Building better channels is complex and long-term. I’ll be writing more on this soon.


4. Plan Technology Purchasing.

“One crisis after another.” Does this commentary, given to me by a church leader about his congregation’s approach to technology, describe your church? In a lot of churches, technology is a runaway freight train of freak out. At first, we ignore it. Then, once we’re headed for a crash, we stick our head out of the caboose and scream for someone to pull the brake.

I see technology as a primary vehicle for creative arts and communications because it is the means by which people experience the stories we tell. All churches use technology, but many churches woefully under-appreciate the need for change to make their technological environments accommodate how their congregation lives.

Further, most churches consider technology to be an operations, not a creative or communications, concern, when in fact good use of technology is strategic and essential to effective communication.

For more on church technology, here’s a list of mistakes to avoid and how to make a Technology Five Year Plan.


5. Produce a Comprehensive Content Calendar.

Uncoordinated content, or content driven by several decision-makers, fights itself and becomes self-defeating. It destroys the ability to communicate well.

The trick is a single churchwide publishing calendar, based on tiers of prioritization, which coordinates all ministry activity, marries the themes and calls to action of worship, and integrates them for greatest impact with the life of the congregation.

Like an editorial calendar that drives a magazine, a church content calendar takes a comprehensive view of church life over a year and strategically identifies peak moments to address themes and tell stories. If a ministry is important enough to exist, it is important enough to feature at some point in the church’s year.

And – yes – another post coming soon on how to do this.


6. Find and Cultivate the Right Personnel.

Right decision-making about full-time, part-time, contractor and volunteer personnel does not arise out of the current, crying need but from a clear understanding of the first five categories, above.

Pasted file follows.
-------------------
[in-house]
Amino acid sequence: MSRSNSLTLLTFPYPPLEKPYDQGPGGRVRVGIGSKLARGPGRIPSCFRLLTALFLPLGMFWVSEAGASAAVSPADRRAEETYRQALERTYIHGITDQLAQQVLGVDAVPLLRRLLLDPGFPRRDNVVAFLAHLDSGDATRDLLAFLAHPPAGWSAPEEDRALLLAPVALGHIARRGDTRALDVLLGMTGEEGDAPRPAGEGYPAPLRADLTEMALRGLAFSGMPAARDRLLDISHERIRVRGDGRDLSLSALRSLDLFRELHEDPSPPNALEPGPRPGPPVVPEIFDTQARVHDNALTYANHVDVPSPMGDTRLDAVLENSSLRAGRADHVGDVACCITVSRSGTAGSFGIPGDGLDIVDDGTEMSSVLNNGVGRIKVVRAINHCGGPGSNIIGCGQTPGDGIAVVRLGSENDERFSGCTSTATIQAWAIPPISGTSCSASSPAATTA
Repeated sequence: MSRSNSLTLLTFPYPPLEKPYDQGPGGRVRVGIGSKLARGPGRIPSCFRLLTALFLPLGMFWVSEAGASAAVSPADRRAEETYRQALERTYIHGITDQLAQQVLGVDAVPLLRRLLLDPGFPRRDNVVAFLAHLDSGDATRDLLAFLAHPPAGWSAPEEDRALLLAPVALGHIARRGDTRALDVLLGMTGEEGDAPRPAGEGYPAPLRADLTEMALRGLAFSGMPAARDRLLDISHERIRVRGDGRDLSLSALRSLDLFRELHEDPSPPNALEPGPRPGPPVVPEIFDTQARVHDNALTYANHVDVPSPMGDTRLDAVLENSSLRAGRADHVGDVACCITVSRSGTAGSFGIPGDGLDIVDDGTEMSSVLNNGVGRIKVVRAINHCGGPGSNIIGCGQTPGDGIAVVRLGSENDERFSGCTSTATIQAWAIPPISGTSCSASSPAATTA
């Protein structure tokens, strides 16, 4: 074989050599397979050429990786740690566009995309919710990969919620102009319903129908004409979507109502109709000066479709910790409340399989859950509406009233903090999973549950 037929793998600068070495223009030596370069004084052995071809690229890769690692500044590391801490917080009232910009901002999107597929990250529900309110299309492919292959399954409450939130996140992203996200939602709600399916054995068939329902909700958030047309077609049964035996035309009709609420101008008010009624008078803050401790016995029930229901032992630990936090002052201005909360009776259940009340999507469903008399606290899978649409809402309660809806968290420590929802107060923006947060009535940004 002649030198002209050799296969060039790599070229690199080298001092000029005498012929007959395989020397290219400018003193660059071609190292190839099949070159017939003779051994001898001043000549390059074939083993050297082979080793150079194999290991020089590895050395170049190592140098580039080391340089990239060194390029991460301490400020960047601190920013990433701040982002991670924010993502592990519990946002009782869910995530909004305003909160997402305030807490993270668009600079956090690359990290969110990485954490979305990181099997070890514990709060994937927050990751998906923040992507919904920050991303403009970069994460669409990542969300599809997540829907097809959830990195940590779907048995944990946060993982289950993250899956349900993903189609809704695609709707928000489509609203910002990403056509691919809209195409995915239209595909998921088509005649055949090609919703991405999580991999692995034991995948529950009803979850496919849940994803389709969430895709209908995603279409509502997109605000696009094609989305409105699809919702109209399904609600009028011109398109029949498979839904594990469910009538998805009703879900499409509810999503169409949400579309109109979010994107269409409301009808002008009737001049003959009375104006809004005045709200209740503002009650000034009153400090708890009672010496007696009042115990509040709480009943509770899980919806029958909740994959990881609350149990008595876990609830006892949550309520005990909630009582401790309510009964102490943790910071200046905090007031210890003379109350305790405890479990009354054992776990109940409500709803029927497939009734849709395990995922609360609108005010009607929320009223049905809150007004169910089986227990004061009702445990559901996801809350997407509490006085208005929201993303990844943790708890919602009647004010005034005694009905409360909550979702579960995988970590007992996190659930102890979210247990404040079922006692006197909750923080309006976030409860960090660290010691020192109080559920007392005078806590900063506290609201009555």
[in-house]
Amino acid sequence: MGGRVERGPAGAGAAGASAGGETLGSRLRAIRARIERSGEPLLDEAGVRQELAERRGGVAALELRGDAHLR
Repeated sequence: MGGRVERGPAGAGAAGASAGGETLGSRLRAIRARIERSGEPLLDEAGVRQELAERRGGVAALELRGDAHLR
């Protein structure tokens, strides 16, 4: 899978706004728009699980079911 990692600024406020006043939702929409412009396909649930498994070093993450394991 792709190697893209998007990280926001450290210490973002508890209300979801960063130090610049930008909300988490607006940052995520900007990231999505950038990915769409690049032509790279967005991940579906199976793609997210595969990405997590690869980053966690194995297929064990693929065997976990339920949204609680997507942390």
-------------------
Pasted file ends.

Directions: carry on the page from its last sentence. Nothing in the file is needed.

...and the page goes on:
Often, churches live and die in this category, suffering through frequent position turnover. Without clear systems and boundaries, artists and creatives get confused, frustrated and burned out. Other churches struggle with how to find, train and retain artists to accomplish the vision.

I have known many churches who have lost highly talented and critical creative and communications people on an average of every 12-18 months for lack of clear thinking.

Further, it’s worth mentioning that many churches have two leaders for this ministry – directors of worship arts and of communications. Two chefs can make for some challenging time in the kitchen. (And, yes, we have a language problem when it comes to creative ministry.)

Staffing is a sensitive topic and one that requires perspective from both employer and employee. In March, my blog theme will focus on the employee’s side – what it is like trying to pursue a career as a church creative.


7. Tame the Project Management Tiger.

Every effective ministry needs a good workflow – a system for handling all production requests and needs for creative, production, publication and marketing in worship and other venues. There are several ways to approach this – more soon.


8. Master all of Your Favorite Tactics.

In this final step is a seemingly endless list of areas of specialization such as graphic design, film and video production, website development / management, layout, pre-press and printing, social media, marketing and publicity, shared asset management, and more.

Often, a church hires a specialist in one of these areas without first working through steps 1 – 7 above. Chaos ensues. In one church I recently consulted, a video producer and a graphic designer each created their own versions of the same basic concept for different channels. Both were great but contained completely different concepts, visual identities and calls to action. What a mess!

I cover many areas of specialization in other posts on this blog, such as here on missing the mark in storytelling, here on renovating the bulletin, and here on campus storytelling, and have new posts on art design, print collateral, among others, coming soon.


What to do next

Learn more with my Complete Creative Toolbox, including 8 practical must-have templates, how-tos and more! Available with an email address here:

And with your email subscription, be on the lookout for more details on these 8 big steps, coming soon. Also, write below in the comments with a big challenge or a great victory you’ve had in local church creative arts ministry.


About the Author

Len Wilson

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Christ follower. Storyteller. Strategist. Writer. Creative Director at St Andrew. Tickle monster. Author, Think Like a Five Year Old (Abingdon).